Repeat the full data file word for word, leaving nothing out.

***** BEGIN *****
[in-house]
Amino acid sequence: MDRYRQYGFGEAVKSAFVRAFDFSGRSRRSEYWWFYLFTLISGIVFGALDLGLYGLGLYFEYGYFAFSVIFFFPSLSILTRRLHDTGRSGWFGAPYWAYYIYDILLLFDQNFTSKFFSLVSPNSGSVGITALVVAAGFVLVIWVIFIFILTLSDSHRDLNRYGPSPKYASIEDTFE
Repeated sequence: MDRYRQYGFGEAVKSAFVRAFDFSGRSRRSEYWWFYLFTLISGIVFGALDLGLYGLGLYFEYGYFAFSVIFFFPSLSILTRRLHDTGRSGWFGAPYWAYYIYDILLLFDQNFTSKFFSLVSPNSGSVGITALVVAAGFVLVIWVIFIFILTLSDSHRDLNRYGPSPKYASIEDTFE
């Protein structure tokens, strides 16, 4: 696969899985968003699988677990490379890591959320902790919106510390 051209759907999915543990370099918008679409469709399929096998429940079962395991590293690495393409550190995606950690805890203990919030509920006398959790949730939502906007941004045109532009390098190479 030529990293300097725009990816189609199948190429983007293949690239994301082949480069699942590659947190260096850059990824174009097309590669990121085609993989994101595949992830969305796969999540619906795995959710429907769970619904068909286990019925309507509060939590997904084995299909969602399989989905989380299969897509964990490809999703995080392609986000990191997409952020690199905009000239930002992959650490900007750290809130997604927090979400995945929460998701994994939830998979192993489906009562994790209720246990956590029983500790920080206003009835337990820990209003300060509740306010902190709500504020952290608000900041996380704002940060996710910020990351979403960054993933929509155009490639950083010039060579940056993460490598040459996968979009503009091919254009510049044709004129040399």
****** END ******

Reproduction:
[in-house]
Amino acid sequence: MDRYRQYGFGEAVKSAFVRAFDFSGRSRRSEYWWFYLFTLISGIVFGALDLGLYGLGLYFEYGYFAFSVIFFFPSLSILTRRLHDTGRSGWFGAPYWAYYIYDILLLFDQNFTSKFFSLVSPNSGSVGITALVVAAGFVLVIWVIFIFILTLSDSHRDLNRYGPSPKYASIEDTFE
Repeated sequence: MDRYRQYGFGEAVKSAFVRAFDFSGRSRRSEYWWFYLFTLISGIVFGALDLGLYGLGLYFEYGYFAFSVIFFFPSLSILTRRLHDTGRSGWFGAPYWAYYIYDILLLFDQNFTSKFFSLVSPNSGSVGITALVVAAGFVLVIWVIFIFILTLSDSHRDLNRYGPSPKYASIEDTFE
């Protein structure tokens, strides 16, 4: 696969899985968003699988677990490379890591959320902790919106510390 051209759907999915543990370099918008679409469709399929096998429940079962395991590293690495393409550190995606950690805890203990919030509920006398959790949730939502906007941004045109532009390098190479 030529990293300097725009990816189609199948190429983007293949690239994301082949480069699942590659947190260096850059990824174009097309590669990121085609993989994101595949992830969305796969999540619906795995959710429907769970619904068909286990019925309507509060939590997904084995299909969602399989989905989380299969897509964990490809999703995080392609986000990191997409952020690199905009000239930002992959650490900007750290809130997604927090979400995945929460998701994994939830998979192993489906009562994790209720246990956590029983500790920080206003009835337990820990209003300060509740306010902190709500504020952290608000900041996380704002940060996710910020990351979403960054993933929509155009490639950083010039060579940056993460490598040459996968979009503009091919254009510049044709004129040399």